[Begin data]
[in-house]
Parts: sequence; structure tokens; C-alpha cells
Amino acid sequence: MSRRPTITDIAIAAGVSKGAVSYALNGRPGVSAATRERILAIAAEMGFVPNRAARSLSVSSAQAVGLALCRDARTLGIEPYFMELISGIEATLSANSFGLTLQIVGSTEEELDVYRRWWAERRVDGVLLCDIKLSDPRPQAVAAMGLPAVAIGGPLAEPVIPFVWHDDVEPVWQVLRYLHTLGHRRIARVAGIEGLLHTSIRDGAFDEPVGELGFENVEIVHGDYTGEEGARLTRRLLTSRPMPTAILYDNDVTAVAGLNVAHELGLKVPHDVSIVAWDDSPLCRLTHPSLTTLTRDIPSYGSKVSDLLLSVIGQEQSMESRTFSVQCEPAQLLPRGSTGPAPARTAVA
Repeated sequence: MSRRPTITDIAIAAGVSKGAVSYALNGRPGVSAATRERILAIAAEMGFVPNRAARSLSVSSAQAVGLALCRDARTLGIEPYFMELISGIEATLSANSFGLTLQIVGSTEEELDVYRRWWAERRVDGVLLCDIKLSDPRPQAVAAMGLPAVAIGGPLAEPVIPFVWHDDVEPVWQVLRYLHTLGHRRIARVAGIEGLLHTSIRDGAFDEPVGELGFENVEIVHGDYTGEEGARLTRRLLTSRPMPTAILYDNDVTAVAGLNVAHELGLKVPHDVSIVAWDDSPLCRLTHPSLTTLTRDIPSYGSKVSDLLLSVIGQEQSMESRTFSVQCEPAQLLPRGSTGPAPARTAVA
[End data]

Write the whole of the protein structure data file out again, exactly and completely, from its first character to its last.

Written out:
[in-house]
Parts: sequence; structure tokens; C-alpha cells
Amino acid sequence: MSRRPTITDIAIAAGVSKGAVSYALNGRPGVSAATRERILAIAAEMGFVPNRAARSLSVSSAQAVGLALCRDARTLGIEPYFMELISGIEATLSANSFGLTLQIVGSTEEELDVYRRWWAERRVDGVLLCDIKLSDPRPQAVAAMGLPAVAIGGPLAEPVIPFVWHDDVEPVWQVLRYLHTLGHRRIARVAGIEGLLHTSIRDGAFDEPVGELGFENVEIVHGDYTGEEGARLTRRLLTSRPMPTAILYDNDVTAVAGLNVAHELGLKVPHDVSIVAWDDSPLCRLTHPSLTTLTRDIPSYGSKVSDLLLSVIGQEQSMESRTFSVQCEPAQLLPRGSTGPAPARTAVA
Repeated sequence: MSRRPTITDIAIAAGVSKGAVSYALNGRPGVSAATRERILAIAAEMGFVPNRAARSLSVSSAQAVGLALCRDARTLGIEPYFMELISGIEATLSANSFGLTLQIVGSTEEELDVYRRWWAERRVDGVLLCDIKLSDPRPQAVAAMGLPAVAIGGPLAEPVIPFVWHDDVEPVWQVLRYLHTLGHRRIARVAGIEGLLHTSIRDGAFDEPVGELGFENVEIVHGDYTGEEGARLTRRLLTSRPMPTAILYDNDVTAVAGLNVAHELGLKVPHDVSIVAWDDSPLCRLTHPSLTTLTRDIPSYGSKVSDLLLSVIGQEQSMESRTFSVQCEPAQLLPRGSTGPAPARTAVA